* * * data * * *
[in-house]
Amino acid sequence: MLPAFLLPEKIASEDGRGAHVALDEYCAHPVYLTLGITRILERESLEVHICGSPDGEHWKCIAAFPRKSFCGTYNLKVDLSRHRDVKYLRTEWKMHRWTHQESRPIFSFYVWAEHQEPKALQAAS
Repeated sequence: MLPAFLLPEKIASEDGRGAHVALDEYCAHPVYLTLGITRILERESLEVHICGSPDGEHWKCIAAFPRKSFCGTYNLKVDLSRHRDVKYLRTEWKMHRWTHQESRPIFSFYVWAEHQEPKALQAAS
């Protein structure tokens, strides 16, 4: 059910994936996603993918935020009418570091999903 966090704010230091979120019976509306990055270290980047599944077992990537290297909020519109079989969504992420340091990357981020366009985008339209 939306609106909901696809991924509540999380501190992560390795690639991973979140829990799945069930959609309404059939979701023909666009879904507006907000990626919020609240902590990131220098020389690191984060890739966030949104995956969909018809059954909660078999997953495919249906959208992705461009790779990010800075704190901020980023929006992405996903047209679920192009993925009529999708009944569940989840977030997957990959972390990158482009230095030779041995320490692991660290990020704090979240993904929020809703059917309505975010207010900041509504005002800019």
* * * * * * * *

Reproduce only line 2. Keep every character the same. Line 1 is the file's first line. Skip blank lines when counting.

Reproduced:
Amino acid sequence: MLPAFLLPEKIASEDGRGAHVALDEYCAHPVYLTLGITRILERESLEVHICGSPDGEHWKCIAAFPRKSFCGTYNLKVDLSRHRDVKYLRTEWKMHRWTHQESRPIFSFYVWAEHQEPKALQAAS